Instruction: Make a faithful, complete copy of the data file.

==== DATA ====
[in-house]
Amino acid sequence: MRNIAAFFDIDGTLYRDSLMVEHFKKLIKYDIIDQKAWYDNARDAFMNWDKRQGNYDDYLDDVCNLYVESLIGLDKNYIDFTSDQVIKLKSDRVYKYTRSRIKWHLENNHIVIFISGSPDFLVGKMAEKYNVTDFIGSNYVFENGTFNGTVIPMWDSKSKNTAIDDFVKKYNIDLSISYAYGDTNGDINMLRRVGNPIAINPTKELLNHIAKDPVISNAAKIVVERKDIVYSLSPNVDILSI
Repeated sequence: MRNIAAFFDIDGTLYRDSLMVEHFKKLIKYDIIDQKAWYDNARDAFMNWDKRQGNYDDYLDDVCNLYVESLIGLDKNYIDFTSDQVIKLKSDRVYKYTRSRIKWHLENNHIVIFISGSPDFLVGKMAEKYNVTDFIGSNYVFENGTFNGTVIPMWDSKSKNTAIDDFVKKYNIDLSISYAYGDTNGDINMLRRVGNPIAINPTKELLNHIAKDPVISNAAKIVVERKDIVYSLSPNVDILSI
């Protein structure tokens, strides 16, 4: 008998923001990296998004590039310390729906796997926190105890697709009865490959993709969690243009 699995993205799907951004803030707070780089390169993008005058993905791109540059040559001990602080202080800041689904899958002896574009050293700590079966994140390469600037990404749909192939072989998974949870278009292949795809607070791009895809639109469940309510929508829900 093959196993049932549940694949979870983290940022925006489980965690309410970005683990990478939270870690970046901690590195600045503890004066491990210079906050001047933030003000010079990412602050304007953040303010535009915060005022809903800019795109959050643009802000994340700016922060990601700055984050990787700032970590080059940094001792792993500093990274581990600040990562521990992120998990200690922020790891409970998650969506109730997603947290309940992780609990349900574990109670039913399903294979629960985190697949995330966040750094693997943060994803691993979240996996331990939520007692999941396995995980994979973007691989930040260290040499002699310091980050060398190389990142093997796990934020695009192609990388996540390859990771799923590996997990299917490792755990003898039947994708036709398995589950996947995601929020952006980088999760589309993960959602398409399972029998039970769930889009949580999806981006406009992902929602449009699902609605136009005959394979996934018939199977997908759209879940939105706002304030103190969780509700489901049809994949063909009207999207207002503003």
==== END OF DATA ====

[in-house]
Amino acid sequence: MRNIAAFFDIDGTLYRDSLMVEHFKKLIKYDIIDQKAWYDNARDAFMNWDKRQGNYDDYLDDVCNLYVESLIGLDKNYIDFTSDQVIKLKSDRVYKYTRSRIKWHLENNHIVIFISGSPDFLVGKMAEKYNVTDFIGSNYVFENGTFNGTVIPMWDSKSKNTAIDDFVKKYNIDLSISYAYGDTNGDINMLRRVGNPIAINPTKELLNHIAKDPVISNAAKIVVERKDIVYSLSPNVDILSI
Repeated sequence: MRNIAAFFDIDGTLYRDSLMVEHFKKLIKYDIIDQKAWYDNARDAFMNWDKRQGNYDDYLDDVCNLYVESLIGLDKNYIDFTSDQVIKLKSDRVYKYTRSRIKWHLENNHIVIFISGSPDFLVGKMAEKYNVTDFIGSNYVFENGTFNGTVIPMWDSKSKNTAIDDFVKKYNIDLSISYAYGDTNGDINMLRRVGNPIAINPTKELLNHIAKDPVISNAAKIVVERKDIVYSLSPNVDILSI
């Protein structure tokens, strides 16, 4: 008998923001990296998004590039310390729906796997926190105890697709009865490959993709969690243009 699995993205799907951004803030707070780089390169993008005058993905791109540059040559001990602080202080800041689904899958002896574009050293700590079966994140390469600037990404749909192939072989998974949870278009292949795809607070791009895809639109469940309510929508829900 093959196993049932549940694949979870983290940022925006489980965690309410970005683990990478939270870690970046901690590195600045503890004066491990210079906050001047933030003000010079990412602050304007953040303010535009915060005022809903800019795109959050643009802000994340700016922060990601700055984050990787700032970590080059940094001792792993500093990274581990600040990562521990992120998990200690922020790891409970998650969506109730997603947290309940992780609990349900574990109670039913399903294979629960985190697949995330966040750094693997943060994803691993979240996996331990939520007692999941396995995980994979973007691989930040260290040499002699310091980050060398190389990142093997796990934020695009192609990388996540390859990771799923590996997990299917490792755990003898039947994708036709398995589950996947995601929020952006980088999760589309993960959602398409399972029998039970769930889009949580999806981006406009992902929602449009699902609605136009005959394979996934018939199977997908759209879940939105706002304030103190969780509700489901049809994949063909009207999207207002503003």